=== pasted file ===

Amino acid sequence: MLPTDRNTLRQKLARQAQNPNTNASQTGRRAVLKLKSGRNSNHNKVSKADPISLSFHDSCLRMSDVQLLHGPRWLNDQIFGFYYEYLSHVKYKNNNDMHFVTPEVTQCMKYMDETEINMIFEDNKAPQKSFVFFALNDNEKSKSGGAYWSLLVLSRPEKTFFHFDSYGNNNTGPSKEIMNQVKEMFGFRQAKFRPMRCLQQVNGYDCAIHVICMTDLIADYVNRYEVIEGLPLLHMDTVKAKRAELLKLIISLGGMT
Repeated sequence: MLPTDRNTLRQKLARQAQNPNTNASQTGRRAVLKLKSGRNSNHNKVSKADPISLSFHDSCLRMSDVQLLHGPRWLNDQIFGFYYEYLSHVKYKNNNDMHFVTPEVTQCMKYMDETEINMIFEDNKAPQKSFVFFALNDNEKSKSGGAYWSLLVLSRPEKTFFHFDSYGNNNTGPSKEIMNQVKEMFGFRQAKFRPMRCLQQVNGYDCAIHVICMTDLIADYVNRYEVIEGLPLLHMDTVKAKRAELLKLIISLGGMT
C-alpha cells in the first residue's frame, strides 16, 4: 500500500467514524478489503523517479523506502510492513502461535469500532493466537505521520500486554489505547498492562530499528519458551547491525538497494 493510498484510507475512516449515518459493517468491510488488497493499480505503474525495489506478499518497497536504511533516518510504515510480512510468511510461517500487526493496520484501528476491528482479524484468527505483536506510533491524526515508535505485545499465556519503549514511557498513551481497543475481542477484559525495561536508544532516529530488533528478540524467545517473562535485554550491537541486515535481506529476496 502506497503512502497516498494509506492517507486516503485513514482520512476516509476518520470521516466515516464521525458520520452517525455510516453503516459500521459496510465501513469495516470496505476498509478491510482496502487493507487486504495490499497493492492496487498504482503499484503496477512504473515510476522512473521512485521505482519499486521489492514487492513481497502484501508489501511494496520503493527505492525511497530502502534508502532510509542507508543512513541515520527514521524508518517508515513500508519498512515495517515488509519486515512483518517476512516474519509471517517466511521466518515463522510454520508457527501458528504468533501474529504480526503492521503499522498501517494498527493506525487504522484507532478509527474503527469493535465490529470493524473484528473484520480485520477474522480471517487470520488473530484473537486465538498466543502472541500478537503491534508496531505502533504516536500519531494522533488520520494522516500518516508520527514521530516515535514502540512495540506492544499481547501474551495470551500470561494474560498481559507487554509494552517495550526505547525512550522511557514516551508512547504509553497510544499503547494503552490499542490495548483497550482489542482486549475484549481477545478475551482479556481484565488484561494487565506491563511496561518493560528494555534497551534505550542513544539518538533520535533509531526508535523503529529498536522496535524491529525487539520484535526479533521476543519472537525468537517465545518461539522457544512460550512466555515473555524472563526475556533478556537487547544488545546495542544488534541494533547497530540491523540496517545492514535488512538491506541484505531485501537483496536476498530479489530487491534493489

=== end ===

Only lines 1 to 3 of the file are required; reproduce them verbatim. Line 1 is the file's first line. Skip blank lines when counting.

Amino acid sequence: MLPTDRNTLRQKLARQAQNPNTNASQTGRRAVLKLKSGRNSNHNKVSKADPISLSFHDSCLRMSDVQLLHGPRWLNDQIFGFYYEYLSHVKYKNNNDMHFVTPEVTQCMKYMDETEINMIFEDNKAPQKSFVFFALNDNEKSKSGGAYWSLLVLSRPEKTFFHFDSYGNNNTGPSKEIMNQVKEMFGFRQAKFRPMRCLQQVNGYDCAIHVICMTDLIADYVNRYEVIEGLPLLHMDTVKAKRAELLKLIISLGGMT
Repeated sequence: MLPTDRNTLRQKLARQAQNPNTNASQTGRRAVLKLKSGRNSNHNKVSKADPISLSFHDSCLRMSDVQLLHGPRWLNDQIFGFYYEYLSHVKYKNNNDMHFVTPEVTQCMKYMDETEINMIFEDNKAPQKSFVFFALNDNEKSKSGGAYWSLLVLSRPEKTFFHFDSYGNNNTGPSKEIMNQVKEMFGFRQAKFRPMRCLQQVNGYDCAIHVICMTDLIADYVNRYEVIEGLPLLHMDTVKAKRAELLKLIISLGGMT
C-alpha cells in the first residue's frame, strides 16, 4: 500500500467514524478489503523517479523506502510492513502461535469500532493466537505521520500486554489505547498492562530499528519458551547491525538497494 493510498484510507475512516449515518459493517468491510488488497493499480505503474525495489506478499518497497536504511533516518510504515510480512510468511510461517500487526493496520484501528476491528482479524484468527505483536506510533491524526515508535505485545499465556519503549514511557498513551481497543475481542477484559525495561536508544532516529530488533528478540524467545517473562535485554550491537541486515535481506529476496 502506497503512502497516498494509506492517507486516503485513514482520512476516509476518520470521516466515516464521525458520520452517525455510516453503516459500521459496510465501513469495516470496505476498509478491510482496502487493507487486504495490499497493492492496487498504482503499484503496477512504473515510476522512473521512485521505482519499486521489492514487492513481497502484501508489501511494496520503493527505492525511497530502502534508502532510509542507508543512513541515520527514521524508518517508515513500508519498512515495517515488509519486515512483518517476512516474519509471517517466511521466518515463522510454520508457527501458528504468533501474529504480526503492521503499522498501517494498527493506525487504522484507532478509527474503527469493535465490529470493524473484528473484520480485520477474522480471517487470520488473530484473537486465538498466543502472541500478537503491534508496531505502533504516536500519531494522533488520520494522516500518516508520527514521530516515535514502540512495540506492544499481547501474551495470551500470561494474560498481559507487554509494552517495550526505547525512550522511557514516551508512547504509553497510544499503547494503552490499542490495548483497550482489542482486549475484549481477545478475551482479556481484565488484561494487565506491563511496561518493560528494555534497551534505550542513544539518538533520535533509531526508535523503529529498536522496535524491529525487539520484535526479533521476543519472537525468537517465545518461539522457544512460550512466555515473555524472563526475556533478556537487547544488545546495542544488534541494533547497530540491523540496517545492514535488512538491506541484505531485501537483496536476498530479489530487491534493489